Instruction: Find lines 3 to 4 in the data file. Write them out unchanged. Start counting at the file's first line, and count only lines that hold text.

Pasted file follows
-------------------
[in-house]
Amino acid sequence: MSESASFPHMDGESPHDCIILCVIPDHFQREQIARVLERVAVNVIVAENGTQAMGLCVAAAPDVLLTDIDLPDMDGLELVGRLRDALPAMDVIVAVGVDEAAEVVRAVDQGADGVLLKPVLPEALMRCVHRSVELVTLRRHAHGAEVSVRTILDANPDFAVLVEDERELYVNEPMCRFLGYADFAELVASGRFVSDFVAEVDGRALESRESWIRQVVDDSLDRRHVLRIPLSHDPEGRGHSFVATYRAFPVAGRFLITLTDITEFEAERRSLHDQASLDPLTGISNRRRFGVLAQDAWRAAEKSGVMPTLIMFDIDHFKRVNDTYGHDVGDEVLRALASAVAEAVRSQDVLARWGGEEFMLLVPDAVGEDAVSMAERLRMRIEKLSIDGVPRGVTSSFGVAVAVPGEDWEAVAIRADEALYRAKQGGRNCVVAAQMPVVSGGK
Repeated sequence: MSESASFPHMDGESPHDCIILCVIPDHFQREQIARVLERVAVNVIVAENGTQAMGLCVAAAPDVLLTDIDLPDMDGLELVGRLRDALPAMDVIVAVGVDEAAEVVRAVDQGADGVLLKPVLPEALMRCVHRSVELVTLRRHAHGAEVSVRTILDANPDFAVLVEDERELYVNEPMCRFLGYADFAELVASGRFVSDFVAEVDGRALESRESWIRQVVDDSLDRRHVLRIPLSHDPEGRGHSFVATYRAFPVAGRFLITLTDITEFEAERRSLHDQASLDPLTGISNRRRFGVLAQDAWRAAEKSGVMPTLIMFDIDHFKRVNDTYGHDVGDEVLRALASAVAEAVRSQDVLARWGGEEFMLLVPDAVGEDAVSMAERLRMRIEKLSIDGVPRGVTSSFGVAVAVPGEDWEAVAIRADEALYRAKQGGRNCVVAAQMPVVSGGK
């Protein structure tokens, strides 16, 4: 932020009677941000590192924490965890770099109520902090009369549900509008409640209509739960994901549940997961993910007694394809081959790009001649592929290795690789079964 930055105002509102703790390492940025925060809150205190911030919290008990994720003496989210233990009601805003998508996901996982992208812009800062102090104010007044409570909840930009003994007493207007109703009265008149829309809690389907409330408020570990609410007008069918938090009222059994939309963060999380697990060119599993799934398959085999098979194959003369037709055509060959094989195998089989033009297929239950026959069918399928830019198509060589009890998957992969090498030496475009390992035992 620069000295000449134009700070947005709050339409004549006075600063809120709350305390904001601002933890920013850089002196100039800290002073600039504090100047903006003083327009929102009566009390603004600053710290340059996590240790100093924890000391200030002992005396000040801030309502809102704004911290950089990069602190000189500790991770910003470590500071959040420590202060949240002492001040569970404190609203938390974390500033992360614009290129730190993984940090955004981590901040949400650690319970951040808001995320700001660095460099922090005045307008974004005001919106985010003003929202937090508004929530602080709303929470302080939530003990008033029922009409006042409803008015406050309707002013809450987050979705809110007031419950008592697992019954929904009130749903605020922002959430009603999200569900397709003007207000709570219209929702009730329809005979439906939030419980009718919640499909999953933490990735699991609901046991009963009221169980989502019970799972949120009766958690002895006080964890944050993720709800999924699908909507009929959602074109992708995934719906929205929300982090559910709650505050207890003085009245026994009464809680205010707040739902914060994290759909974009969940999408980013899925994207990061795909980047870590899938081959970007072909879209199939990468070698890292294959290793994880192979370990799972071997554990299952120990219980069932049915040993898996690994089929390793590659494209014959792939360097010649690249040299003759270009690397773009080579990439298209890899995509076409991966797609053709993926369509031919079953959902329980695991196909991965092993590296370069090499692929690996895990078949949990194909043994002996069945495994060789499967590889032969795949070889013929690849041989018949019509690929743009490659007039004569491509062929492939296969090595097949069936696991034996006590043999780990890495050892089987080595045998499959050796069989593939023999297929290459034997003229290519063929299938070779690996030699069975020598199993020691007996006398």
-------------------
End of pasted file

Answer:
Repeated sequence: MSESASFPHMDGESPHDCIILCVIPDHFQREQIARVLERVAVNVIVAENGTQAMGLCVAAAPDVLLTDIDLPDMDGLELVGRLRDALPAMDVIVAVGVDEAAEVVRAVDQGADGVLLKPVLPEALMRCVHRSVELVTLRRHAHGAEVSVRTILDANPDFAVLVEDERELYVNEPMCRFLGYADFAELVASGRFVSDFVAEVDGRALESRESWIRQVVDDSLDRRHVLRIPLSHDPEGRGHSFVATYRAFPVAGRFLITLTDITEFEAERRSLHDQASLDPLTGISNRRRFGVLAQDAWRAAEKSGVMPTLIMFDIDHFKRVNDTYGHDVGDEVLRALASAVAEAVRSQDVLARWGGEEFMLLVPDAVGEDAVSMAERLRMRIEKLSIDGVPRGVTSSFGVAVAVPGEDWEAVAIRADEALYRAKQGGRNCVVAAQMPVVSGGK
């Protein structure tokens, strides 16, 4: 932020009677941000590192924490965890770099109520902090009369549900509008409640209509739960994901549940997961993910007694394809081959790009001649592929290795690789079964 930055105002509102703790390492940025925060809150205190911030919290008990994720003496989210233990009601805003998508996901996982992208812009800062102090104010007044409570909840930009003994007493207007109703009265008149829309809690389907409330408020570990609410007008069918938090009222059994939309963060999380697990060119599993799934398959085999098979194959003369037709055509060959094989195998089989033009297929239950026959069918399928830019198509060589009890998957992969090498030496475009390992035992 620069000295000449134009700070947005709050339409004549006075600063809120709350305390904001601002933890920013850089002196100039800290002073600039504090100047903006003083327009929102009566009390603004600053710290340059996590240790100093924890000391200030002992005396000040801030309502809102704004911290950089990069602190000189500790991770910003470590500071959040420590202060949240002492001040569970404190609203938390974390500033992360614009290129730190993984940090955004981590901040949400650690319970951040808001995320700001660095460099922090005045307008974004005001919106985010003003929202937090508004929530602080709303929470302080939530003990008033029922009409006042409803008015406050309707002013809450987050979705809110007031419950008592697992019954929904009130749903605020922002959430009603999200569900397709003007207000709570219209929702009730329809005979439906939030419980009718919640499909999953933490990735699991609901046991009963009221169980989502019970799972949120009766958690002895006080964890944050993720709800999924699908909507009929959602074109992708995934719906929205929300982090559910709650505050207890003085009245026994009464809680205010707040739902914060994290759909974009969940999408980013899925994207990061795909980047870590899938081959970007072909879209199939990468070698890292294959290793994880192979370990799972071997554990299952120990219980069932049915040993898996690994089929390793590659494209014959792939360097010649690249040299003759270009690397773009080579990439298209890899995509076409991966797609053709993926369509031919079953959902329980695991196909991965092993590296370069090499692929690996895990078949949990194909043994002996069945495994060789499967590889032969795949070889013929690849041989018949019509690929743009490659007039004569491509062929492939296969090595097949069936696991034996006590043999780990890495050892089987080595045998499959050796069989593939023999297929290459034997003229290519063929299938070779690996030699069975020598199993020691007996006398």